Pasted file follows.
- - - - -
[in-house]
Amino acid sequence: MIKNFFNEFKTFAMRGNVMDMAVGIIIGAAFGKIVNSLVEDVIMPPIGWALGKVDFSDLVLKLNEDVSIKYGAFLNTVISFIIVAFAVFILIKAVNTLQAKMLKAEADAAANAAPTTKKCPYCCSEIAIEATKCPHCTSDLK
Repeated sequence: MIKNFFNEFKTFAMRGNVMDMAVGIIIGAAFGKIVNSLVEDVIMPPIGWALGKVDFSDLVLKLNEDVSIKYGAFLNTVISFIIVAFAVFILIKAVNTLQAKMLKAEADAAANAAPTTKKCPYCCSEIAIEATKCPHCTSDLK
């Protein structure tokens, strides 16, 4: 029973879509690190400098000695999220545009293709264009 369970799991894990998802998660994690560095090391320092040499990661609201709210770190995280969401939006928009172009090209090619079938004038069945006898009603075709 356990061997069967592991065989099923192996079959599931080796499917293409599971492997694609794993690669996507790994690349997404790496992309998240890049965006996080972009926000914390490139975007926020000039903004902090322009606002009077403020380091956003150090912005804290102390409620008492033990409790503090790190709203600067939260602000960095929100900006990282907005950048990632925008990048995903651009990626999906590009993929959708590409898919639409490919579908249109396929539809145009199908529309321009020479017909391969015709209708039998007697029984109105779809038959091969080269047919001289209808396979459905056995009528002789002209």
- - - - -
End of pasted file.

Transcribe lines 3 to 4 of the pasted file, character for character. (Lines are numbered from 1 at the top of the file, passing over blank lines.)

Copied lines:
Repeated sequence: MIKNFFNEFKTFAMRGNVMDMAVGIIIGAAFGKIVNSLVEDVIMPPIGWALGKVDFSDLVLKLNEDVSIKYGAFLNTVISFIIVAFAVFILIKAVNTLQAKMLKAEADAAANAAPTTKKCPYCCSEIAIEATKCPHCTSDLK
């Protein structure tokens, strides 16, 4: 029973879509690190400098000695999220545009293709264009 369970799991894990998802998660994690560095090391320092040499990661609201709210770190995280969401939006928009172009090209090619079938004038069945006898009603075709 356990061997069967592991065989099923192996079959599931080796499917293409599971492997694609794993690669996507790994690349997404790496992309998240890049965006996080972009926000914390490139975007926020000039903004902090322009606002009077403020380091956003150090912005804290102390409620008492033990409790503090790190709203600067939260602000960095929100900006990282907005950048990632925008990048995903651009990626999906590009993929959708590409898919639409490919579908249109396929539809145009199908529309321009020479017909391969015709209708039998007697029984109105779809038959091969080269047919001289209808396979459905056995009528002789002209």